• Moroccan residents’ perceptions of the hospital learning environment measured with the French version of the Postgraduate Hospital Educational Environment Measure
    Hajar Berrani, Redouane Abouqal, Amal Thimou Izgua
    Journal of Educational Evaluation for Health Professions.2020; 17: 4.     CrossRef
  • Evaluating the educational environment in a residency programme in Singapore: can we help reduce burnout rates?
    AML Ong, WWS Fong, AKW Chan, GC Phua, CK Tham
    Singapore Medical Journal.2020; 61(9): 476.     CrossRef
  • Sudanese paediatric residents’ perception towards training environment in Sudan Medical Specialisation Board, 2020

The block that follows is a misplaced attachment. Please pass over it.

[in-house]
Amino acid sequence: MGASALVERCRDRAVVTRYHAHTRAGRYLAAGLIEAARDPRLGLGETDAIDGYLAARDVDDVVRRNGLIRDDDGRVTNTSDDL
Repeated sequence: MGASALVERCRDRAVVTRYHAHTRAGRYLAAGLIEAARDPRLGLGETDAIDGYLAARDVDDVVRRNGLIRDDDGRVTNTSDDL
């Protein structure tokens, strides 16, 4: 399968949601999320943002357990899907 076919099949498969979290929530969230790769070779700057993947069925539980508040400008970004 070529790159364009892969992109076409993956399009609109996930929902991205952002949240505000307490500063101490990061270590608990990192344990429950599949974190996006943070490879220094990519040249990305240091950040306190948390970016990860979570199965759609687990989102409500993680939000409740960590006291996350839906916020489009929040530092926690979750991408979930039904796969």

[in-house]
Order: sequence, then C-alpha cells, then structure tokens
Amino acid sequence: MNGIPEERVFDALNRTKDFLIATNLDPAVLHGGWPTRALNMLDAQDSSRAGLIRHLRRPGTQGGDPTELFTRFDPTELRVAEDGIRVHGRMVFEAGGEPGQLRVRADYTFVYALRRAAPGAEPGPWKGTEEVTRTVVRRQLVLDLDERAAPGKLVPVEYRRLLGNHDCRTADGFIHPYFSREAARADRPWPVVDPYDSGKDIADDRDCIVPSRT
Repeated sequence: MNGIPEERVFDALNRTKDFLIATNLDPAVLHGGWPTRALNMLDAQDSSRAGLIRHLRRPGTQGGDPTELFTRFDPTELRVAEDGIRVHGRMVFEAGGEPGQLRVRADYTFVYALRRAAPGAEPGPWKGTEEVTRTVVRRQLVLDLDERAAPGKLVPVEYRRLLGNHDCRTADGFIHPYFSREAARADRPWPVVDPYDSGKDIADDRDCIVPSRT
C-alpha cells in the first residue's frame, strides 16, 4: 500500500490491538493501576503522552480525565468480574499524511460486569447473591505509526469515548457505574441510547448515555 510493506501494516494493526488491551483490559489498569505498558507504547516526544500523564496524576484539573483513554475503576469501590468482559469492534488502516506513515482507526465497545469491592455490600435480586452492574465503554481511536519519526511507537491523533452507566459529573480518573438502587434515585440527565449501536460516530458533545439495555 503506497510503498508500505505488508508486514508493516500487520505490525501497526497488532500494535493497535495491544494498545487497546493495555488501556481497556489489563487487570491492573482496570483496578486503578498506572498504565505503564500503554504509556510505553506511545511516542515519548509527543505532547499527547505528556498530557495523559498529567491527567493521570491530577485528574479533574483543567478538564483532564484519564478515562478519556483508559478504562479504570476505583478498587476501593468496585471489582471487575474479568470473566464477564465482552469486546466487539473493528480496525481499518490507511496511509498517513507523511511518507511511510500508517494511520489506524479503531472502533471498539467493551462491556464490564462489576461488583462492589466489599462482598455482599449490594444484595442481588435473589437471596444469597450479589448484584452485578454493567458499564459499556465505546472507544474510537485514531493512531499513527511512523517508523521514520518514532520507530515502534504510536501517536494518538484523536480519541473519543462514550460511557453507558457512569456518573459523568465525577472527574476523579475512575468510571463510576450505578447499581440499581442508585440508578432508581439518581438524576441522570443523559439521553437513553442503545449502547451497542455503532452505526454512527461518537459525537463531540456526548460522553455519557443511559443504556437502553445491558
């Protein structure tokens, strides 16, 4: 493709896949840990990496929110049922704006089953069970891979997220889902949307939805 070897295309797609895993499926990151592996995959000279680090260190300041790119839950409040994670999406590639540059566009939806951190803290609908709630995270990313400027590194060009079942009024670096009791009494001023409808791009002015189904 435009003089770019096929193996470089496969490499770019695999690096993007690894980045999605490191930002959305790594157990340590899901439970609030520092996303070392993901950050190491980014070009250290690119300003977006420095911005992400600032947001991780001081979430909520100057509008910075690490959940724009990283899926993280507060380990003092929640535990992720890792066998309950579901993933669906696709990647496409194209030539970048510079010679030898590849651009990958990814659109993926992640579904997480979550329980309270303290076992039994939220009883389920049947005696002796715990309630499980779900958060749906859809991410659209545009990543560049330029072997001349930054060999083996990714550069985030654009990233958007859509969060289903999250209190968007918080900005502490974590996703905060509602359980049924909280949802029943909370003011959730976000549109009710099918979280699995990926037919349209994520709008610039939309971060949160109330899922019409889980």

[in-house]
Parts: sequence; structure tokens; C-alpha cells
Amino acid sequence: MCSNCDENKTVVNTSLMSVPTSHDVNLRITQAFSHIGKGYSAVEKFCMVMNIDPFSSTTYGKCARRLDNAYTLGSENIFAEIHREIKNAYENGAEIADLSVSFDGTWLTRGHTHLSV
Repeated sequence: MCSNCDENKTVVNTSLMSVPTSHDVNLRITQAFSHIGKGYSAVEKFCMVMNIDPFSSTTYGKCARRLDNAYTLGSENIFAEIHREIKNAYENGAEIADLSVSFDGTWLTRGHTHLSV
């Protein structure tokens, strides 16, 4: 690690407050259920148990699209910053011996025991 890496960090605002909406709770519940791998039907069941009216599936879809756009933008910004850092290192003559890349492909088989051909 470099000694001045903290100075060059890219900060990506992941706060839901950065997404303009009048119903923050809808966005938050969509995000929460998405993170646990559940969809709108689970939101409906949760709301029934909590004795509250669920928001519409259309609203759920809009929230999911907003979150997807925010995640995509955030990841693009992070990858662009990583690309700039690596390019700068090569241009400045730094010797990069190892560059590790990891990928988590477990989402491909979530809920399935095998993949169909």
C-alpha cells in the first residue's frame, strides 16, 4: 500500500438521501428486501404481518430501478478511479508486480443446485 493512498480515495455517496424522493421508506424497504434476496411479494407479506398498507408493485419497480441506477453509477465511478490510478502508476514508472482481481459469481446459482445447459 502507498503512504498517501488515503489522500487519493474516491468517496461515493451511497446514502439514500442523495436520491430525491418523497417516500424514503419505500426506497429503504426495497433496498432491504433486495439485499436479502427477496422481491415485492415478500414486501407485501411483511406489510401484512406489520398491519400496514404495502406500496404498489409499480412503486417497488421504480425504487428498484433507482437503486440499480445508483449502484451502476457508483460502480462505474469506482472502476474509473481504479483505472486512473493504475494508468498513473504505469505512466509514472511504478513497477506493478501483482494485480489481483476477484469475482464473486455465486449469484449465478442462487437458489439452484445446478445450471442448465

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Teaching methods in community health nursing clerkships: experiences of healthcare staff in Iran  
Eshagh Ildarabadi, Hossein Karimi-Moonaghi, Abbas Heydari, Ali Taghipour, Abdolghani Abdollahimohammad, Azizollah Arbabisarjou
J Educ Eval Health Prof. 2014;11:25.   Published online September 30, 2014
DOI: https://doi.org/10.3352/jeehp.2014.11.25
  • 27,605 View
  • 189 Download
  • 2 Web of Science
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AbstractAbstract PDF
Purpose